Sea snail is a ruse

I REFER to the comments of Cllr O'Brien (Observer, August 25), and Miss Lanchester (Letters, Observer, September 15) regarding the SSSI as an alternative protection for the snail at Pagham Harbour.

Tuesday, 4th October 2011, 4:36 pm
Updated Thursday, 7th June 2018, 6:19 pm

I suspect there may be a hidden agenda behind the idea of a Marine Conservation Zone (MCZ) /Reference Area for Pagham Harbour.

My reasoning follows thus:

1) Snail found in 2007 at Church Norton Spit and at Lydd, in Kent.

2) Natural England failed to add it to the SSSI citation for Pagham Harbour (which would have provided adequate protection, according to your report).

3) In late December 2010 the defolins lagoon snail was cited in a proof of evidence from Natural England, for the Lydd airport public inquiry.

4) In February 2011, according to documents on its website, Balanced Seas declared their wish for an MCZ and reference area (which allows no discretion to allow for disturbance, such as sea defence works).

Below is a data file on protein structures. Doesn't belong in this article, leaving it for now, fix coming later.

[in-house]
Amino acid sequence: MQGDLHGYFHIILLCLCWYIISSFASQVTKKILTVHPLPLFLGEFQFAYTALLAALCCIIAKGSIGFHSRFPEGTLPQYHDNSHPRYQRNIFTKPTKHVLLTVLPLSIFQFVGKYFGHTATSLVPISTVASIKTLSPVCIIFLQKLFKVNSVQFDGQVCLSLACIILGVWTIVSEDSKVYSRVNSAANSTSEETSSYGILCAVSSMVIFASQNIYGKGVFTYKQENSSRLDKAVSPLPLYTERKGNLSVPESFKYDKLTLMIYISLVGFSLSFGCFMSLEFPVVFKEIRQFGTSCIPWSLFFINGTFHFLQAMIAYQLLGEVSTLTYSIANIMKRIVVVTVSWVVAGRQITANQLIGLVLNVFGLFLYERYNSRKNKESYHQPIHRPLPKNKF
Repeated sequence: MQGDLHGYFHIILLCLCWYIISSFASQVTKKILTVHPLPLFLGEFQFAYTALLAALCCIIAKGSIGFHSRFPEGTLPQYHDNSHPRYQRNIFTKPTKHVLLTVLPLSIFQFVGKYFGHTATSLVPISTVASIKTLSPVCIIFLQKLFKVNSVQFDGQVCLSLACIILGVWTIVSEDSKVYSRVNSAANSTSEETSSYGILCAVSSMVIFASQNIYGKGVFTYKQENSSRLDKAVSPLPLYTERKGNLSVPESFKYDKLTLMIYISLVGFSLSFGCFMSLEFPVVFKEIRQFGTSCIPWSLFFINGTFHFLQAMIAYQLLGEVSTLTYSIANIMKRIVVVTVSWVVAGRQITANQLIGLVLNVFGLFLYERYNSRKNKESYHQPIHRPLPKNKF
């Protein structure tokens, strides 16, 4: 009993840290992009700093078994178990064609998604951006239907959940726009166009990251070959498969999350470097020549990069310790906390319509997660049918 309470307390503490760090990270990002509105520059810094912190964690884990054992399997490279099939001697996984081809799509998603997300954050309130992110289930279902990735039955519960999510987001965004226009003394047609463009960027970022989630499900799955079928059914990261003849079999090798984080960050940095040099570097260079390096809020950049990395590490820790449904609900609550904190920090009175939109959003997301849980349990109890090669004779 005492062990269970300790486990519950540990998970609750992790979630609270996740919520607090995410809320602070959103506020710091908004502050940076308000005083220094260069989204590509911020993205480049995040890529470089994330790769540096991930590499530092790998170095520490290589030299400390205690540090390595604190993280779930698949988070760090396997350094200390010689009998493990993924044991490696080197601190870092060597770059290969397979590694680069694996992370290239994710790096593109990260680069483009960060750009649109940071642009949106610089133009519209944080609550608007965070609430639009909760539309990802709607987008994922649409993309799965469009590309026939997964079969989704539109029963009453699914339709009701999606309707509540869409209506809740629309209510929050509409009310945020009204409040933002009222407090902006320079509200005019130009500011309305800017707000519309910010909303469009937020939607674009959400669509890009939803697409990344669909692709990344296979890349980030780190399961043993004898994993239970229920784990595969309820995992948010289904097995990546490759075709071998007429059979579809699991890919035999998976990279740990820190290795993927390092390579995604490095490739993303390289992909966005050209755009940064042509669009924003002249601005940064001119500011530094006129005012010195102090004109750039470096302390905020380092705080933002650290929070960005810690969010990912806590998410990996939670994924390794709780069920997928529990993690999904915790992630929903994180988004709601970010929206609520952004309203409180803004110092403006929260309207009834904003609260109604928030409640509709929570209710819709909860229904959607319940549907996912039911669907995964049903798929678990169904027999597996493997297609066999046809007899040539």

The rigid rules Balanced Seas has had to follow, demand that, if the snail is present in its area, then it has to give it the protection of a reference area unless it is already protected under another designation such as a SSSI. Balanced Seas declared that Pagham Harbour was the only place in the south east where it had been found (this contradicts statement 3 above).

5) At a later date, Balanced Seas was challenged over the existence of the snail at an alternative site (Lydd), and on information provided by Natural England, claimed that research carried out in 2010 showed that the snail no longer existed in Lydd. Meanwhile the public inquiry was still relying on the snail being at Lydd, and also an application had been submitted to DEFRA for an international conservation designation (RAMSAR) which included the snail.

6) It is apparent from the above, that Natural England ‘wants to have its cake and eat it’.

I am curious how the RSPB fits into this as future managers of Pagham Harbour, as in February this year the RSPB’s contribution to Balanced Seas over Pagham Harbour was that it ‘does not require additional protection for foraging seabirds’.

T J Wright,